Whether you read them in the paper or overhear a friend rattling off some numbers at a dinner party, most statistics are often too abstract and/or overwhelming to have a real impact. Especially the ones we should pay attention to, such as our excessively wasteful consumption, the number of deaths from prescription medication overdoses, the pervasive use of GMO seeds in the world or the disturbingly high number of elective breast implants performed in our country annually, just to name a few.
But for years, artist Chris Jordan has been brilliantly illustrating the mind-blowing social and environmental issues we turn the other cheek to every day with his large-scale photographic series, Running the Numbers. Having just discovered his work, I feel as though I've been living under a rock (or under a pile of garbage, perhaps), but it's never too late to celebrate the creative geniuses using art to raise social awareness, of which Jordan certainly is a star. I've listed plastic bag consumption statistics on this blog before which may have been read by a few dozen people, at best. But Jordan's "Return of the Dinosaurs" piece depicts the 240,000 plastic bags that are estimated to be consumed around the world EVERY 10 SECONDS in a way that should get the attention of EVERYONE!!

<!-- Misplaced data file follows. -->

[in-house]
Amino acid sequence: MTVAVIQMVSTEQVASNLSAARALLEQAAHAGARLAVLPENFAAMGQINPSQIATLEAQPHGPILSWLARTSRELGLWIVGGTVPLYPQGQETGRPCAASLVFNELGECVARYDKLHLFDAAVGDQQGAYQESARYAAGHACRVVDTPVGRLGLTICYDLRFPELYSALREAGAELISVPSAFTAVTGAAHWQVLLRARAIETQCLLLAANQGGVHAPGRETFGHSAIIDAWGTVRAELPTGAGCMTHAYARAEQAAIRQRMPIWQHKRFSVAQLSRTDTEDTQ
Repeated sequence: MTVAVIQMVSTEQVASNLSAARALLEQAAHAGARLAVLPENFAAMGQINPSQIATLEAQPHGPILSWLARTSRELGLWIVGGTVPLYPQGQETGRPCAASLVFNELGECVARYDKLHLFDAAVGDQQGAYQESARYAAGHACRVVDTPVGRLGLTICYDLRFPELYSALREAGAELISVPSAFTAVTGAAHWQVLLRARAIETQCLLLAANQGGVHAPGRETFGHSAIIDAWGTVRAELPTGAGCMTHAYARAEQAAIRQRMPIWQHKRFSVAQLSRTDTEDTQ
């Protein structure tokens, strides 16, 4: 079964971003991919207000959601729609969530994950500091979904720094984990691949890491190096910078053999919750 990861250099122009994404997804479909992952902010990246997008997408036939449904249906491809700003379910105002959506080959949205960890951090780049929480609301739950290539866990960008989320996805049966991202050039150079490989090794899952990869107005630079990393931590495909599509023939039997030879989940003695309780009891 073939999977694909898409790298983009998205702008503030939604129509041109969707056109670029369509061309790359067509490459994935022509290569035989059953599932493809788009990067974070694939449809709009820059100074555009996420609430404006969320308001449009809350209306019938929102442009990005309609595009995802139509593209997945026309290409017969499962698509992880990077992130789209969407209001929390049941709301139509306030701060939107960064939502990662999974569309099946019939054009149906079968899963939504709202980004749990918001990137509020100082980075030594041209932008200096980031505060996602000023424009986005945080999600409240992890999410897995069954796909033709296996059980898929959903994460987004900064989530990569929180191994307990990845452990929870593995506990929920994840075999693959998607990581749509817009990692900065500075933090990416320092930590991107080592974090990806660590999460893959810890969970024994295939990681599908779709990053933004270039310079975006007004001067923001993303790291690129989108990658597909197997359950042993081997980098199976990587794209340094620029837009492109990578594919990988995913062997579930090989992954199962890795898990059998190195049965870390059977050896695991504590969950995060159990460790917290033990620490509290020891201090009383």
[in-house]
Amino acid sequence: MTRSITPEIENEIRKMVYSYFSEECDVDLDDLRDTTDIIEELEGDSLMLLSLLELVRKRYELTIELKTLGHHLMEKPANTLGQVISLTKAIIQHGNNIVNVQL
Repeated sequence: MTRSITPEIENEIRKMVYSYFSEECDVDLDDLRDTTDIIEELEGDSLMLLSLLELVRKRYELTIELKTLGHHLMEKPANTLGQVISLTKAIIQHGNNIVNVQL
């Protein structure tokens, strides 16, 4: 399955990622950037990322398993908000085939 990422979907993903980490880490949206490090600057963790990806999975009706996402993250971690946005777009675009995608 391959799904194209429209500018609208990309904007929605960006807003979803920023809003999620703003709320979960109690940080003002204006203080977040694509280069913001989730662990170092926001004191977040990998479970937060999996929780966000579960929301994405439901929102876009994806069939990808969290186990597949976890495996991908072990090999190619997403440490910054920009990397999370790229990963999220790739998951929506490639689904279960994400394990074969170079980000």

(Please note that you must click on each image on Jordan's website to zoom in to the essential detail of each work.)
An image created in the likeness of a famous Seurat painting called "Cans Seurat" made with 106,000 aluminum cans, the estimated number of cans used in the U.S. EVERY 30 SECONDS:
"Barbie Dolls, 2008" depicts 32,000 barbies, illustrating the number of elective breast augmentations in the U.S. in 2006:
"Prison Uniforms" illustrates 2.3 million folded prison uniforms, equal to the number of individuals incarcerated in our prison systems in 2005:
"Plastic Cups, 2008" depicts one million plastic cups, the number used on airline flights in the US EVERY SIX HOURS. According to his 2008 lecture on TED TV, not a single one of these cups gets recycled. (If you have ten extra minutes today, I highly recommend click on the TED link for the full Chris Jordan experience.):